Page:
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Study: Parents Shouldn't Ask for ADHD Meds for Healthy Kids

The headline might seem obvious, but a study published in the medical journal Neurology found that teens and children who are perfectly healthy are routinely being prescribed ADHD medications as "study drugs"—often asked for by parents.

The Los Angeles Times reports that over three percent of 12th graders who take ADHD meeds do so for reasons other than its intended use. Additionally, parents—and teens old enough to ask for medication—are taking advantage of the pervasiveness of ADHD and the prescription of stimulants to get the drugs as test-taking "steroids," or a way to boost focus and attention.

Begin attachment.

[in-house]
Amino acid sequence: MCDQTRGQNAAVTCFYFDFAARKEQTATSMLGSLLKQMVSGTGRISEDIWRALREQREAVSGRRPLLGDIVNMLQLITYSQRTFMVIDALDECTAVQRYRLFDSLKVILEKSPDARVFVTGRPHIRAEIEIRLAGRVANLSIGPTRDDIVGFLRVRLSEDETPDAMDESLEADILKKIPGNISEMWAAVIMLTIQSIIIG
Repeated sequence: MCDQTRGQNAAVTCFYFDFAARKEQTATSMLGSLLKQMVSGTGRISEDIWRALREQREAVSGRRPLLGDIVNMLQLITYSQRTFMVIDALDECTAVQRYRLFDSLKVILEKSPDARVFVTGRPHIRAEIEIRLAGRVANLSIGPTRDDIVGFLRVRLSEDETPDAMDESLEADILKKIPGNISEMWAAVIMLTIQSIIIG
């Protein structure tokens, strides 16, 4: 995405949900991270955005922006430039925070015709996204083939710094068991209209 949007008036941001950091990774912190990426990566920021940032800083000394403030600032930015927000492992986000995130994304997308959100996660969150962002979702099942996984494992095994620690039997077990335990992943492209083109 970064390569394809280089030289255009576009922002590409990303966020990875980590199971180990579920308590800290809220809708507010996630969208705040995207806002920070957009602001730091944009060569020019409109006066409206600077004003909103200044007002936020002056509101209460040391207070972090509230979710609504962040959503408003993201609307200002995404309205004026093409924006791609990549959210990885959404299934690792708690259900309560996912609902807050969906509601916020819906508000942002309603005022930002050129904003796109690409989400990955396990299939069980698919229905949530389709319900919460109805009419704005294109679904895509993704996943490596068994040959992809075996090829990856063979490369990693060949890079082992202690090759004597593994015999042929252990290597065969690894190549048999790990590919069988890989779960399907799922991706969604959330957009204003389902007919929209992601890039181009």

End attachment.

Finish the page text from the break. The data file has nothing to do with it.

Plus: Is it ADHD or Immaturity?

Study author William Graf, MD, of Yale said that it's up to doctors to refrain from prescribing these medications to otherwise healthy kids. "Doctors caring for children and teens have a professional obligation to always protect the best interests of the child, to protect vulnerable populations, and prevent the misuse of medication," he said in a press release about the study.

Plus: ADHD Tips from Teachers

Have you noticed an increase of ADHD medications in your child's school? Tell us in the comments.

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